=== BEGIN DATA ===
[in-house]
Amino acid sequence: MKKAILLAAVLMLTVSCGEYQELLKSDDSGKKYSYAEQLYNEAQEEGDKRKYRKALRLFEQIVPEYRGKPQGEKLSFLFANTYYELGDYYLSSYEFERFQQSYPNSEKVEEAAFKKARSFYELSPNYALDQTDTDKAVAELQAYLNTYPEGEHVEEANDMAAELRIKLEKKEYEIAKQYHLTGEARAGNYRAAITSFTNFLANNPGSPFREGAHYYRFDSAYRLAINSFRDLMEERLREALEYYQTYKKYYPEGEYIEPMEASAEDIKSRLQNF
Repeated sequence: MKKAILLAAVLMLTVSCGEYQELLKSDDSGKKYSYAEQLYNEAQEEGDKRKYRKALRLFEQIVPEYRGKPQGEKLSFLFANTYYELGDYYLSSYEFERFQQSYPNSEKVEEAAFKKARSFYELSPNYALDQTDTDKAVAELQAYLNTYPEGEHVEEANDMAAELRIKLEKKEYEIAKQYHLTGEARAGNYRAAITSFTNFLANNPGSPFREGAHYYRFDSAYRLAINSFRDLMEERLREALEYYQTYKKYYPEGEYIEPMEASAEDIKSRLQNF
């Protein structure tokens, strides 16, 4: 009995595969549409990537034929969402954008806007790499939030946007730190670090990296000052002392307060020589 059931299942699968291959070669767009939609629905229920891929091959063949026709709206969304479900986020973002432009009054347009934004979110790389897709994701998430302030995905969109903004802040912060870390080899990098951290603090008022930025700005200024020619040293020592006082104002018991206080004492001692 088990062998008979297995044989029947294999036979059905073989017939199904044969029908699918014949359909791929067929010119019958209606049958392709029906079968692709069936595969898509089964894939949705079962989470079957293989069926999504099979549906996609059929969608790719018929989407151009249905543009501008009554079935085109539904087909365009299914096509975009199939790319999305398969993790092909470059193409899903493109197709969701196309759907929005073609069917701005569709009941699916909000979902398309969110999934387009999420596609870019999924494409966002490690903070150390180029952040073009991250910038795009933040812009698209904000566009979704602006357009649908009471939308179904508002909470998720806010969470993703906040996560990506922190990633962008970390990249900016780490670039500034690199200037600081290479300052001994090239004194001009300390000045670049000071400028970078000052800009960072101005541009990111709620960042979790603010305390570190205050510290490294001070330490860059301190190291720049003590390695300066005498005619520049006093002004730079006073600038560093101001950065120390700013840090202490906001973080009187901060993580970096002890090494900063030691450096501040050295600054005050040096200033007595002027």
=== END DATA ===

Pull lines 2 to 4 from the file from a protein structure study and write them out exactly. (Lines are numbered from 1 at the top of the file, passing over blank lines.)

Amino acid sequence: MKKAILLAAVLMLTVSCGEYQELLKSDDSGKKYSYAEQLYNEAQEEGDKRKYRKALRLFEQIVPEYRGKPQGEKLSFLFANTYYELGDYYLSSYEFERFQQSYPNSEKVEEAAFKKARSFYELSPNYALDQTDTDKAVAELQAYLNTYPEGEHVEEANDMAAELRIKLEKKEYEIAKQYHLTGEARAGNYRAAITSFTNFLANNPGSPFREGAHYYRFDSAYRLAINSFRDLMEERLREALEYYQTYKKYYPEGEYIEPMEASAEDIKSRLQNF
Repeated sequence: MKKAILLAAVLMLTVSCGEYQELLKSDDSGKKYSYAEQLYNEAQEEGDKRKYRKALRLFEQIVPEYRGKPQGEKLSFLFANTYYELGDYYLSSYEFERFQQSYPNSEKVEEAAFKKARSFYELSPNYALDQTDTDKAVAELQAYLNTYPEGEHVEEANDMAAELRIKLEKKEYEIAKQYHLTGEARAGNYRAAITSFTNFLANNPGSPFREGAHYYRFDSAYRLAINSFRDLMEERLREALEYYQTYKKYYPEGEYIEPMEASAEDIKSRLQNF
């Protein structure tokens, strides 16, 4: 009995595969549409990537034929969402954008806007790499939030946007730190670090990296000052002392307060020589 059931299942699968291959070669767009939609629905229920891929091959063949026709709206969304479900986020973002432009009054347009934004979110790389897709994701998430302030995905969109903004802040912060870390080899990098951290603090008022930025700005200024020619040293020592006082104002018991206080004492001692 088990062998008979297995044989029947294999036979059905073989017939199904044969029908699918014949359909791929067929010119019958209606049958392709029906079968692709069936595969898509089964894939949705079962989470079957293989069926999504099979549906996609059929969608790719018929989407151009249905543009501008009554079935085109539904087909365009299914096509975009199939790319999305398969993790092909470059193409899903493109197709969701196309759907929005073609069917701005569709009941699916909000979902398309969110999934387009999420596609870019999924494409966002490690903070150390180029952040073009991250910038795009933040812009698209904000566009979704602006357009649908009471939308179904508002909470998720806010969470993703906040996560990506922190990633962008970390990249900016780490670039500034690199200037600081290479300052001994090239004194001009300390000045670049000071400028970078000052800009960072101005541009990111709620960042979790603010305390570190205050510290490294001070330490860059301190190291720049003590390695300066005498005619520049006093002004730079006073600038560093101001950065120390700013840090202490906001973080009187901060993580970096002890090494900063030691450096501040050295600054005050040096200033007595002027």